When I was a young girl, I was adorable and small. Feisty and athletic. I grew up in a hilly city in suburban western Wisconsin where the best ways to get around were on bicycle, roller blades, or your own two feet. In the 80s and early 90s (the 1900s, for all you young folk), we could roam freely throughout town as children and all the adults watched out for us. My best friend since kindergarten, J, was my partner-in-crime and we spent many a summer day at one of the local river beaches. We rode our bikes out behind the cemeteries and ventured out into the countryside (unknowingly at the time, on what was my dad’s best friend’s family property). There we had our own tree-climbing, fort-building version of Lord of the Rings, long before we even knew what hobbits were.
By the time I hit adolesence, I was into sports (though, admittedly not nearly as much as my oldest sister). I played a little basketball in middle school but gave it up for cheerleading and dance line in high school. And I ran track. I was decent, but for me, it was more about the personal goals and records.
I weighed 115 pounds soaking wet back then. And I was once 5’7″ – an unfortunate car accident compacted a couple of discs in my back when I was 18 – but I’m now 1.25 inches shorter than I was. The older I got, the less I realized how important staying active was for being able to continue consuming the massive calorie counts I was used to and I put on the pounds. Didn’t help that my choice in guys was less than stellar and I allowed their mental abuse to live rent-free in my head for far too long. At my heaviest, I weighed 236 pounds!
If you’ve been following my story, you already know where this is headed to hit my lowest low in December 2017 – I ate my feelings. I ate when I wasn’t hungry. I ate everything I wanted and it just added to my depression and anxiety. I ate until I no longer recognized myself, outside or in.
But somewhere along the way, I found that my desire to look like I did years ago was greater than my desire to continue on this downward spiral, so I started counting calories. I used a free app and at first, I just logged my calories and tried not to judge what I was eating. I was more interested to know how many calories I had been consuming before I decided how I wanted to proceed. I already knew that the ONLY way to lose weight is to burn more calories than you take in. Simple.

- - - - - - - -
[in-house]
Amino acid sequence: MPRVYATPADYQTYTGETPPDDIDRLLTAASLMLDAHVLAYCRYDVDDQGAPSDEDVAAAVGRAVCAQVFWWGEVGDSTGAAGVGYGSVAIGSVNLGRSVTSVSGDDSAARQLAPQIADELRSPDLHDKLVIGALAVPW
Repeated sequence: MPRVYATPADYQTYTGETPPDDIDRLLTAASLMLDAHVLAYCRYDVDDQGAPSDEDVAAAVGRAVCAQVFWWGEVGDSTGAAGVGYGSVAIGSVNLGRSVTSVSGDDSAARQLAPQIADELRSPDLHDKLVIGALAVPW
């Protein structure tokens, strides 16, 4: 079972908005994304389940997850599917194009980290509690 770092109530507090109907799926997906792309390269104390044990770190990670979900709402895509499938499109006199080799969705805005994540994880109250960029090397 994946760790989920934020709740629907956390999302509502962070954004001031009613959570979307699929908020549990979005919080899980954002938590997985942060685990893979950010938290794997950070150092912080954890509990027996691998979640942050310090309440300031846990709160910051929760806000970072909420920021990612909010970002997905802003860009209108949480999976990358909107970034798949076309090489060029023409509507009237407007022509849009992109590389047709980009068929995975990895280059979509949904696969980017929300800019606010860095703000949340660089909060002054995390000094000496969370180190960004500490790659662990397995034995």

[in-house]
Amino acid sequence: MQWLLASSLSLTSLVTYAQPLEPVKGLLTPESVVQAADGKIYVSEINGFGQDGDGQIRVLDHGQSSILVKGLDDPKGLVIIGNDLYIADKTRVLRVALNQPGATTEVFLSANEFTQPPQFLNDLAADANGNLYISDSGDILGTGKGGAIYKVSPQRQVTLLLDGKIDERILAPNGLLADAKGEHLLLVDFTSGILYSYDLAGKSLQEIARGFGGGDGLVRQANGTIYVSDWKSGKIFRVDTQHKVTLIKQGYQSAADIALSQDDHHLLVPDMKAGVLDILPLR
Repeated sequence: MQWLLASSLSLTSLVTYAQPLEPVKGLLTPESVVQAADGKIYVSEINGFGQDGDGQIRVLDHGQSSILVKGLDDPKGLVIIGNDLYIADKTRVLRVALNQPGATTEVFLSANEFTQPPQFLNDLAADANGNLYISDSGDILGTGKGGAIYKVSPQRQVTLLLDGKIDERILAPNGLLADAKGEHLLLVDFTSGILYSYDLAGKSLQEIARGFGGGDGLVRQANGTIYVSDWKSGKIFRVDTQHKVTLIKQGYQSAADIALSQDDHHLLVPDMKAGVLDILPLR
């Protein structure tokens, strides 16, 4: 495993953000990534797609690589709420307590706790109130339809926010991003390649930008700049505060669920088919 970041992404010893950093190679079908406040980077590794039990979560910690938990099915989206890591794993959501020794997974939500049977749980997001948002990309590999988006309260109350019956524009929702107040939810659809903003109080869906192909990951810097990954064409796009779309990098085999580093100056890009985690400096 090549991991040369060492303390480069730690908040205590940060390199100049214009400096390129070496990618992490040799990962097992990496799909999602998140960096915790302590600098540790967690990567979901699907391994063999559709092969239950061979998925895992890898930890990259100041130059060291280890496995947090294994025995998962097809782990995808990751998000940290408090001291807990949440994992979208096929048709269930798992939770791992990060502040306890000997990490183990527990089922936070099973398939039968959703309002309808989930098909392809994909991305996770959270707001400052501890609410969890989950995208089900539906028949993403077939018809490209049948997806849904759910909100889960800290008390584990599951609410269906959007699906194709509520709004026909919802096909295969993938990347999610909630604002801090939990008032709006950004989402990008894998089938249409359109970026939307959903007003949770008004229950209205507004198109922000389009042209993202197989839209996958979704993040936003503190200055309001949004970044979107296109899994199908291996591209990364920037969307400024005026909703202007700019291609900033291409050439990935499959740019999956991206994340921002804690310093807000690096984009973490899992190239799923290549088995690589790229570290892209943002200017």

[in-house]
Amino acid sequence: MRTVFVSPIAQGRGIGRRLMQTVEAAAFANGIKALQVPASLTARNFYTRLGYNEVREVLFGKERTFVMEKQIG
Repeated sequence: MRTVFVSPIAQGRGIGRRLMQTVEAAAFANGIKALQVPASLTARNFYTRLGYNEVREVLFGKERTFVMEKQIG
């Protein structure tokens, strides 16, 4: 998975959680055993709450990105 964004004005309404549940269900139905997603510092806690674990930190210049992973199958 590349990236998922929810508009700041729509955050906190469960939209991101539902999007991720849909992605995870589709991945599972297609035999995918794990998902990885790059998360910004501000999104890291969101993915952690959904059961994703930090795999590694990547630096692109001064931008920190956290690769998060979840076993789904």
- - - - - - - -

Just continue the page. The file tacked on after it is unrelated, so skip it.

I really do like to be active, so the more I focused on limiting my calories, the more active I was becoming again. I was able to hike for longer periods of time, for futher distances, and on tougher terrain. With every walk through town, kayak trip on a local lake, and hike in a state park, I felt stronger, skinnier, and happier. (I am currently tipping the scales at 149 pounds, only 4 away from the top of my ideal weight range!)
I was getting my confidence back. I know that I’m fighting an everyday battle against Bertha, and yet the stronger I get, the less she looms over me, no longer threatening to strike at a moment’s notice. It really was about getting my mind right.
Stress is the number one killer of anyone, and I’m not sure you could ever convince me otherwise. And my biggest stress? ME. I was making my life harder because I expected TOO MUCH of myself! Then the right people came into my life at the right time and taught me how to let go of things. Let go of negativity, other people’s opinions of me (they’re none of my business), let go of my own ridiculous expectations for myself, and stopped criticizing myself.
Then I learned how to build myself up and love myself again. Trust me, this came before the recent weight loss! Not enough can be said about the importance of truly loving yourself – and showing it – on every aspect of your life!!
What does loving myself mean to me? Ignoring text messages from the toxic people that were in my life not many years ago. Smiling at my reflection in the mirror. Taking proper care of hygiene and chores. Spreading smiles to people around me. Taking breaks from social media and electronics and getting out in nature. Paying attention to my budget and saving money. Excusing myself for feeling negative emotions occasionally, but also allowing them to happen and then reflecting on why I reacted in that manner. Giving myself compliments when I’ve done something well at work, but laughing when I make a mistake – and using that mistake as a stepping stone to learning to do better next time.
There are a million and twelve ways to show yourself love. I won’t say (anymore) that you won’t find someone to love you until you love yourself first because it’s simply not true. But if you don’t love yourself, you will have a harder time loving others. Hurt people hurt people.
How do I know this? Life experience. Personal experience. Take your pick.
Then – and I cannot emphasize this enough – once you love yourself, start building others up without tearing yourself or others down. We all grow differently and under different conditions. We’re all meant for different things. Why should I feel competition for paths that aren’t mine? I’ve got my own path and I’m rocking it. Go rock yours, too! 🙂
If you see something beautiful in others, speak it out loud. If you search for goodness, you’ll find it. Remember the opposite is true, too, and avoid seeking it out. You’ll thank me later if you chase the positive vibes.